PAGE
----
MATHIAS CORMANN: I am literally answering your question. If in the context of lower global growth, if in the context of a transition in the economy, wages had continued to grow at the same rate as it did during the strong growth, during the Howard era, the cost of employment would have gone up significantly in the context of a difficult economic environment, more people would have got unemployed and the fact that wages growth, in the context of lower inflation was more subdued over a period, has helped to ensure that the unemployment rate continued to go down to five per cent as it is now. But wages growth has picked up, as the economy continues to grow, as employment growth continues to strengthen. Remember, in the 2017-18, the last financial year for which we have a Final Budget Outcome, instead of 1.5 per cent or 200,000 new jobs, we secured 2.7 per cent employment growth or 350,000 new jobs. That meant that the unemployment rate goes down, it meant that there is more competition for workers as the excess supply in the labour market goes down and it also means that you have the ingredient, the key ingredient for stronger wages growth. Fundamentally, if we want to sustainably secure stronger wages growth without driving the unemployment rate up, we can only do that on the back of stronger economic growth and on the back of stronger productivity growth and on the back of stronger competition for workers.
KIERAN GILBERT: This figure in the Australian today, about the humanitarian intake that Labor wants to increase it to 32,000 refugees a year and then the Prime Minister is quoted in The Australian today saying it will cost an additional $6 billion to the economy. Labor says this is a lie and it is over-inflated this figure. Is this an accurate number done by your Department?
MATHIAS CORMANN: It is an accurate number. It is a Finance costing made using the normal costings convention that applies to all Budget measures. I can confirm that Labor’s proposal to increase the Government funded refugee intake from 17,750 to 27,000 would cost an additional $6.2 billion over the next decade. Labor’s response today just shows why they made such a mess of the Budget in their last period in Government. Anthony Albanese on your program did not seem to care what the cost was. What Labor is relying on is a costing that was made by the Parliamentary Budget Office in the context of the 2016-17 Budget, when their proposal literally only kicked in over one year over a four year estimates period. We are now three years down the track. Their proposal to increase the refugee intake would incur costs over the full four years of the 2019-20 forward estimates period. There is another three years in the medium term costing. We absolutely stand by the fact that at a time when Labor is opposing our $3.9 billion Drought Future Fund, which is designed to support drought affected communities, to drought proof their communities, at the same time Bill Shorten is proposing to spend an additional $6.2 billion to further increase what is already a very generous refugee intake. What we are saying to Bill Shorten, these are completely misplaced priorities, this is not in touch with what the Australian people want their Government to do. The Australian people want their Government to support drought stricken farmers with our $3.9 billion drought future fund. Bill Shorten has got this one wrong. We absolutely stand by those costings.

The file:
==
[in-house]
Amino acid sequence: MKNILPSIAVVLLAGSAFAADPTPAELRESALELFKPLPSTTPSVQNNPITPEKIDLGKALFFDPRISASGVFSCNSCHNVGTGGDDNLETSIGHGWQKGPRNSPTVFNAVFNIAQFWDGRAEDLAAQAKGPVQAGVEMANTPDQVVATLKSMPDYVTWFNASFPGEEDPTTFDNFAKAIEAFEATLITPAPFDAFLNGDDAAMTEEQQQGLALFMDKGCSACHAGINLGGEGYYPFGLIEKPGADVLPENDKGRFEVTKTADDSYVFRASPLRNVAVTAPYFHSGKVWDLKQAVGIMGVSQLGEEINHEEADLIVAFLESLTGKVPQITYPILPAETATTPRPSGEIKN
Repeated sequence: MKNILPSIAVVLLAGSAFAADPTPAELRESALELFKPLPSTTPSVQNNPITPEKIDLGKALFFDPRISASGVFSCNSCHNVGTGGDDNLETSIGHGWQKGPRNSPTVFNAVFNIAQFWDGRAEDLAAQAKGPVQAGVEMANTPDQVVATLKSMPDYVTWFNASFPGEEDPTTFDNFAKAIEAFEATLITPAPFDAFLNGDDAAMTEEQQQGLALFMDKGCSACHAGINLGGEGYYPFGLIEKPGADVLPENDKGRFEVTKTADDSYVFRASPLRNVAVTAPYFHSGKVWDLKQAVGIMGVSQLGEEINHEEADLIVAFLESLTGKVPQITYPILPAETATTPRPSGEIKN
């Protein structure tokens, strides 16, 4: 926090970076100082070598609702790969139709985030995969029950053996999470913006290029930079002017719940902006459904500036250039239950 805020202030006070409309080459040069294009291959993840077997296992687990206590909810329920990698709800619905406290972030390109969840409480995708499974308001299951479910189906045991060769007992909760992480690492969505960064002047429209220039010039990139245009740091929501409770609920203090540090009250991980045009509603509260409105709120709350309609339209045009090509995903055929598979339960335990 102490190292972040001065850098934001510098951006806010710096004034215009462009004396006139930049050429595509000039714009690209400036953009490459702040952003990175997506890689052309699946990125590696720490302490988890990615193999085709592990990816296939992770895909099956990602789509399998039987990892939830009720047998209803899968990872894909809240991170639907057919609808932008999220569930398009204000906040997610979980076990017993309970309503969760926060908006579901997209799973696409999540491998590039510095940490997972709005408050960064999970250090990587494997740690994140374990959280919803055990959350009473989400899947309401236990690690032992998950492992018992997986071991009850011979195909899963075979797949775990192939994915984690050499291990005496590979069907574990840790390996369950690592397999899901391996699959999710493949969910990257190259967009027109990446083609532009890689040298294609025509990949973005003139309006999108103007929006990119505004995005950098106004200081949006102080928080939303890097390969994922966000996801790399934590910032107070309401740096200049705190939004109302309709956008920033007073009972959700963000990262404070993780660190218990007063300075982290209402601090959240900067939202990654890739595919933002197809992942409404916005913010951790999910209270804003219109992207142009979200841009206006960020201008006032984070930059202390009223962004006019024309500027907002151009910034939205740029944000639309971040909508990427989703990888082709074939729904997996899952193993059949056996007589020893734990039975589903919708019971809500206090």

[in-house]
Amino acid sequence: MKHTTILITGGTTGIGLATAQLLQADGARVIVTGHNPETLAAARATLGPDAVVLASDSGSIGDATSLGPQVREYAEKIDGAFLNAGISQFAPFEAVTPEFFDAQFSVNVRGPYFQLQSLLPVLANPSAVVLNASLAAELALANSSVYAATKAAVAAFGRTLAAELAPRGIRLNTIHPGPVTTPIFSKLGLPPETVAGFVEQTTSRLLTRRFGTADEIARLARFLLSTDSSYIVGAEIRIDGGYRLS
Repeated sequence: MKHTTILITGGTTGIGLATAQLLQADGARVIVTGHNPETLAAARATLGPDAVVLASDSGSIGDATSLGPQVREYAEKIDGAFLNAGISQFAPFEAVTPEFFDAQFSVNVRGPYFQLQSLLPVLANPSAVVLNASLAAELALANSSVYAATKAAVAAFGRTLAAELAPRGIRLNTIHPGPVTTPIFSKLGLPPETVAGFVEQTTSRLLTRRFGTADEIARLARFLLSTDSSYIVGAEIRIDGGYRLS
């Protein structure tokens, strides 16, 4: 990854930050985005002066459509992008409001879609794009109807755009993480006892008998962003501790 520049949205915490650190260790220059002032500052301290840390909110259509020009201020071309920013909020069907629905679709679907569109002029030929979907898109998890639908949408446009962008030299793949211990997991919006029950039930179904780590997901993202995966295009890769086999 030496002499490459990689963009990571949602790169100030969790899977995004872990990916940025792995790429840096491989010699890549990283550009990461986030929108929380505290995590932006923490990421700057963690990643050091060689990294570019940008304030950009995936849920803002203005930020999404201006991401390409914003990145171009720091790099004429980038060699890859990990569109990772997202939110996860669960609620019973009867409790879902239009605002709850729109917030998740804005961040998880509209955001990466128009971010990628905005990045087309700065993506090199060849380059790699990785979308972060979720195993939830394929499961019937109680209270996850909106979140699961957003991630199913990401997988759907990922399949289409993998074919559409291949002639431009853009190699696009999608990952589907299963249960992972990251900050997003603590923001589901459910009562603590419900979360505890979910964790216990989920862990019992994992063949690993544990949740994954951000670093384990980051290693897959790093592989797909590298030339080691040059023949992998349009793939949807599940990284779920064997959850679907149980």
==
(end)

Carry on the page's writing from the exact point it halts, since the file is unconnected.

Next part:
LAURA JAYES: Okay, the $6 billion figure, what is the biggest cost within that? Does it assume that these new refugees in the humanitarian intake will be relying on welfare and that they won’t be contributing to the economy at all?
MATHIAS CORMANN: There are a whole range of expenses that come with an increased intake of government funded refugee places. There are the health, education and welfare expenses, that is certainly a very large component. This is done using the normal costings methodology, based on the expert advice from relevant departments right across Government. If you look at the Finance costing and compare it to the Parliamentary Budget Office costing, it is actually quite similar except that Labor has not updated their costing for three years. Clearly, there is a difference between a measure that takes effect just for one year over a four year period or that takes effect over the full four years of a four year forward estimates period. For Labor to say that they do not need to update their costing when something is running over four years compared to just over one year is just ridiculous. Again, this is why Labor made such a mess of their Budget, they do not know what the cost is of what they are proposing to do, they do not know what the …interrupted
KIERAN GILBERT: Finance Minister I want to ask you one more last question because we are almost out of time, but I want to ask you about the WA environmental watchdog, which has said that emissions intensive projects in WA need to be carbon neutral. This is not a rule of the Government though. The WA Government says this is no their law, this is just a recommendation. Are these concerns over done in relation to this ruling or directive is probably a better way to put it from the WA environmental body?
MATHIAS CORMANN: It is a ruling. It is a crazy ruling. It is a ruling that would harm the economy and cost jobs here in WA and would do nothing for the environment, in fact it would hurt the environment to the extent that it would make it harder for West Australian LNG to help reduce emissions around the world. If the State Labor government here in Western Australia is fair dinkum and truly is of the view that this is not a good idea, they should say so very clearly and they should legislate against it. We have had some weasel words, but we certainly have not had a sufficiently clear statement from the State government here in Western Australia to say that they are opposed to this. That is what we need.
LAURA JAYES: Mathias Cormann, as always we thank you so much for your time, live from Perth this morning, appreciate it.
MATHIAS CORMANN: Always good to talk to you.